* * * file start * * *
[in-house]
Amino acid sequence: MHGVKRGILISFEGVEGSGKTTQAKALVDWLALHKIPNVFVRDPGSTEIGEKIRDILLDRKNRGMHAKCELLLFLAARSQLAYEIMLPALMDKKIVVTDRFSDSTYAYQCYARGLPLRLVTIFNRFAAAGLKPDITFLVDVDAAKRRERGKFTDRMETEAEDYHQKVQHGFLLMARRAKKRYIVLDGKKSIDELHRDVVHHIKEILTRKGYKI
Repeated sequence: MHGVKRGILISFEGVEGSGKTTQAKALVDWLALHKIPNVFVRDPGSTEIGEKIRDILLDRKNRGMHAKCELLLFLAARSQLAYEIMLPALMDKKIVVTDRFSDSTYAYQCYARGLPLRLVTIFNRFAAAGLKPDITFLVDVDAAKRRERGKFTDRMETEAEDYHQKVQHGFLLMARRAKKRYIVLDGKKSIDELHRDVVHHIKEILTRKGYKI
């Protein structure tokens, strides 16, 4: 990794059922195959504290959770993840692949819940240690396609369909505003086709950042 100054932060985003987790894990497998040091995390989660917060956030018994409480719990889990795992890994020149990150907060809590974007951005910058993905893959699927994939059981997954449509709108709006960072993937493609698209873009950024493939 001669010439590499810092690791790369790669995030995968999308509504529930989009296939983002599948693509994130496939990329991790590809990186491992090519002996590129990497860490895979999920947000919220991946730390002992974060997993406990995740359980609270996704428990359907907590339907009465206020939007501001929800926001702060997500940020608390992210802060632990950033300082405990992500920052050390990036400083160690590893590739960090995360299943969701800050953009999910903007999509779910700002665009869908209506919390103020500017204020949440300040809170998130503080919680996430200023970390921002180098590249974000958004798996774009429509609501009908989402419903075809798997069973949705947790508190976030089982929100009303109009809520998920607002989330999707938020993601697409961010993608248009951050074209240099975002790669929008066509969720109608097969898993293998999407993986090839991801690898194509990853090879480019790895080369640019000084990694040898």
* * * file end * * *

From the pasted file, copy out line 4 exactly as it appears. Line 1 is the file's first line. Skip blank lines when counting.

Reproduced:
């Protein structure tokens, strides 16, 4: 990794059922195959504290959770993840692949819940240690396609369909505003086709950042 100054932060985003987790894990497998040091995390989660917060956030018994409480719990889990795992890994020149990150907060809590974007951005910058993905893959699927994939059981997954449509709108709006960072993937493609698209873009950024493939 001669010439590499810092690791790369790669995030995968999308509504529930989009296939983002599948693509994130496939990329991790590809990186491992090519002996590129990497860490895979999920947000919220991946730390002992974060997993406990995740359980609270996704428990359907907590339907009465206020939007501001929800926001702060997500940020608390992210802060632990950033300082405990992500920052050390990036400083160690590893590739960090995360299943969701800050953009999910903007999509779910700002665009869908209506919390103020500017204020949440300040809170998130503080919680996430200023970390921002180098590249974000958004798996774009429509609501009908989402419903075809798997069973949705947790508190976030089982929100009303109009809520998920607002989330999707938020993601697409961010993608248009951050074209240099975002790669929008066509969720109608097969898993293998999407993986090839991801690898194509990853090879480019790895080369640019000084990694040898």